Plegmund is stated by Malmesbury to have thereupon called a Convocation of his clergy, wherein it was ordered that instead of only one Bishop at Winchester and another at Sherborne, there should be an additional one at Wells in Somerset, another at Crediton in Devonshire, and another at St. Petrocks in Cornwall; and he even gives their names, anticipating the fact by five years. This statement is also found in a MS.[3] which was given to Exeter Cathedral by Bishop Leofric, who died in 1073; but there seems to be a great deal of apocryphal matter mixed up with the story, and it has been rejected by all ecclesiastical writers.

Dr. Stubbs has presented very skilfully the facts of the Consecration of the Seven Bishops in Canterbury Cathedral in his Registrum Sacrum Anglicanum (1897), p. 23. It was the year 909 that saw the subdivision of the West Saxon Sees; Edward the Elder in that year divided the diocese of Winchester into two, and probably the rest of Wessex was split up at the same time, for from this date the Sees of Ramsbury (for Wilts and Berks), Wells and Crediton begin. Dr. Stubbs does not think that there is any special improbability of the consecration of seven bishops, though he thinks it unwise to risk a positive identification of those consecrated as given in the Leofric Missal and mentioned by William of Malmesbury. But he gives a list of those consecrated by Plegmund in 909, and also the authorities and proofs for all of them save one. They are

Winchester Frithstan
Ramsbury Ethelstan
Selsey Beornage
Wells Athelm (translated to Canterbury 914)
Crediton Eadulph
Sherborne Waerstan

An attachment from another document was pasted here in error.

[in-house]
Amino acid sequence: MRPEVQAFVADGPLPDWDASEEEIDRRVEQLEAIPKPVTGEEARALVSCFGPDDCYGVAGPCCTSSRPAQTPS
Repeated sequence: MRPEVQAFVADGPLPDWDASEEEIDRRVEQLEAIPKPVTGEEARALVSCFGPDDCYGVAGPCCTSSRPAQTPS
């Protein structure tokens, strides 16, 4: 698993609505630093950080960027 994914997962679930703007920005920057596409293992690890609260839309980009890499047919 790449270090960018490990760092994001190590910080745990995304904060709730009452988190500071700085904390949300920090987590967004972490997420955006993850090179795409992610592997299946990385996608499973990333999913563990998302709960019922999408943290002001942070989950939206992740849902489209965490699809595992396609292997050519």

Dorchester Ceolwulf

Dr. Stubbs, in his edition of the Gesta Regum in the Rolls Series, gives an explanation of this curious tangle. He states that the ordinations of the Pope Formosus were annulled in 897. This of course affected the consecration of Archbishop Plegmund, who was consecrated by him. But Formosus had desired that the filling up of the vacant English sees should be expedited as early as in 904, and again in the following year, which was the date of the letter mentioned in the Leofric Missal, and evidently started the story.

Plegmund died at an advanced age on August 2, 914, and was buried in the Church of St. John, where his remains rested until the fire of 1067. On the rebuilding of the Cathedral by Lanfranc, the remains were probably placed in a vault in the north transept; but after the attempts to steal the bones of Archbishop Breogwine in 1121, the monks removed them to the altar of St. Gregory in the southernmost apse of the south-east transept, where they were placed behind the altar.

St. Plegmund's name does not occur in the extant Canterbury Kalendars, but it is given in the Canterbury Martyrology[4] on August 2.

The Chronicle of John Stone, who was a monk of Christ Church in the time of Prior Molash (1427-1437), tells us that there was an image of Archbishop Plegmund, together with one of St. Odo and twelve others, placed in the choir of the Cathedral in his day. These were probably all removed under the Injunctions of Edward VI in 1547.

  1. William of Malmesbury, Gesta Regum.
  2. Gervase, Act. Pont. Cant., p. 1644.
  3. Bodley, 579.
  4. Brit. Mus., Arundel MS. 68.